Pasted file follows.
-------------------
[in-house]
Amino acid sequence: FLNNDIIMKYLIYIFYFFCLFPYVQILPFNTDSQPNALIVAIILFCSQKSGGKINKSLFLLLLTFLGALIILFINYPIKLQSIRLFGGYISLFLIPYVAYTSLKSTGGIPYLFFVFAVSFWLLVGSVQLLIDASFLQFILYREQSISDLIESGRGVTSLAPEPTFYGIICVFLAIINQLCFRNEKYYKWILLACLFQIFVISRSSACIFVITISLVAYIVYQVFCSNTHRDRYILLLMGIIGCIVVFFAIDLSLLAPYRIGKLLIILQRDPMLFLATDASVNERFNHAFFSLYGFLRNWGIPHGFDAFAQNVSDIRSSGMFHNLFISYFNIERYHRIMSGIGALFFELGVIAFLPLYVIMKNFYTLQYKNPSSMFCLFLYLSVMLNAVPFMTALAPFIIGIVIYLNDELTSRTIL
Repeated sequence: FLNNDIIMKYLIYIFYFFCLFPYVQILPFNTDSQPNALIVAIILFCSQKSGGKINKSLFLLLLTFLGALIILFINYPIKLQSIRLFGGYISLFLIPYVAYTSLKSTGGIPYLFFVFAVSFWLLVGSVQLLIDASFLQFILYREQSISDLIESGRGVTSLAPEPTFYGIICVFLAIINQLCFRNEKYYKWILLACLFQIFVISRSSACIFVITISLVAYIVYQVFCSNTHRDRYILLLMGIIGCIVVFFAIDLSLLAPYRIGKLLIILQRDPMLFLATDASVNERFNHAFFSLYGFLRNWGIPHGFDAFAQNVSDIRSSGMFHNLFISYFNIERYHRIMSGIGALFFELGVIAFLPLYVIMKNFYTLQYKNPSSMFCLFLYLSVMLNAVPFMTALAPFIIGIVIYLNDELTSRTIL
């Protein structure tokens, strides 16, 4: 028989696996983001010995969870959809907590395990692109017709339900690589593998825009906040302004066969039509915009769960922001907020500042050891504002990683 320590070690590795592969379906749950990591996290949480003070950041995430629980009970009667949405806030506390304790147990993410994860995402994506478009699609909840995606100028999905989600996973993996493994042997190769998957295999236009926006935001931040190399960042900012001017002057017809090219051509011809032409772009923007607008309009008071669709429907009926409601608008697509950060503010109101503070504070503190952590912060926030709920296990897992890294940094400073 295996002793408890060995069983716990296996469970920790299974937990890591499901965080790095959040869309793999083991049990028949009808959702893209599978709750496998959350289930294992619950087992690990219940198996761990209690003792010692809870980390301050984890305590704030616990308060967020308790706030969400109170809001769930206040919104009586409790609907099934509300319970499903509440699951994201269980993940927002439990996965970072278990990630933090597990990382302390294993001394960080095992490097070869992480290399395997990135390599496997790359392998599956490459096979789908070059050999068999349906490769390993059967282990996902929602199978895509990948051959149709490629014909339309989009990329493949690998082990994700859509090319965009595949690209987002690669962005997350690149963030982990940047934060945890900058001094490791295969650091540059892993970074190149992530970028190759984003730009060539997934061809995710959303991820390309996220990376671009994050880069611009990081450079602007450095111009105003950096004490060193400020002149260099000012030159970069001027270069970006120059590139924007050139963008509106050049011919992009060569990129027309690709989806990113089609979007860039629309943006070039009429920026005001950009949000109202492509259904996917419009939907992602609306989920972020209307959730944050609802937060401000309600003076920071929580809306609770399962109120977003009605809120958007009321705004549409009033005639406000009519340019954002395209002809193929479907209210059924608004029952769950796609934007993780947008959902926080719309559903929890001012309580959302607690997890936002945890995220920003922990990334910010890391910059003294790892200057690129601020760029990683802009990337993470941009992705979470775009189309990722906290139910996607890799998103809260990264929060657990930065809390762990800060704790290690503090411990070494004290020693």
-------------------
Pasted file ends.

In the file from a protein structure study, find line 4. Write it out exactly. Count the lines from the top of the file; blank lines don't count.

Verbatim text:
């Protein structure tokens, strides 16, 4: 028989696996983001010995969870959809907590395990692109017709339900690589593998825009906040302004066969039509915009769960922001907020500042050891504002990683 320590070690590795592969379906749950990591996290949480003070950041995430629980009970009667949405806030506390304790147990993410994860995402994506478009699609909840995606100028999905989600996973993996493994042997190769998957295999236009926006935001931040190399960042900012001017002057017809090219051509011809032409772009923007607008309009008071669709429907009926409601608008697509950060503010109101503070504070503190952590912060926030709920296990897992890294940094400073 295996002793408890060995069983716990296996469970920790299974937990890591499901965080790095959040869309793999083991049990028949009808959702893209599978709750496998959350289930294992619950087992690990219940198996761990209690003792010692809870980390301050984890305590704030616990308060967020308790706030969400109170809001769930206040919104009586409790609907099934509300319970499903509440699951994201269980993940927002439990996965970072278990990630933090597990990382302390294993001394960080095992490097070869992480290399395997990135390599496997790359392998599956490459096979789908070059050999068999349906490769390993059967282990996902929602199978895509990948051959149709490629014909339309989009990329493949690998082990994700859509090319965009595949690209987002690669962005997350690149963030982990940047934060945890900058001094490791295969650091540059892993970074190149992530970028190759984003730009060539997934061809995710959303991820390309996220990376671009994050880069611009990081450079602007450095111009105003950096004490060193400020002149260099000012030159970069001027270069970006120059590139924007050139963008509106050049011919992009060569990129027309690709989806990113089609979007860039629309943006070039009429920026005001950009949000109202492509259904996917419009939907992602609306989920972020209307959730944050609802937060401000309600003076920071929580809306609770399962109120977003009605809120958007009321705004549409009033005639406000009519340019954002395209002809193929479907209210059924608004029952769950796609934007993780947008959902926080719309559903929890001012309580959302607690997890936002945890995220920003922990990334910010890391910059003294790892200057690129601020760029990683802009990337993470941009992705979470775009189309990722906290139910996607890799998103809260990264929060657990930065809390762990800060704790290690503090411990070494004290020693």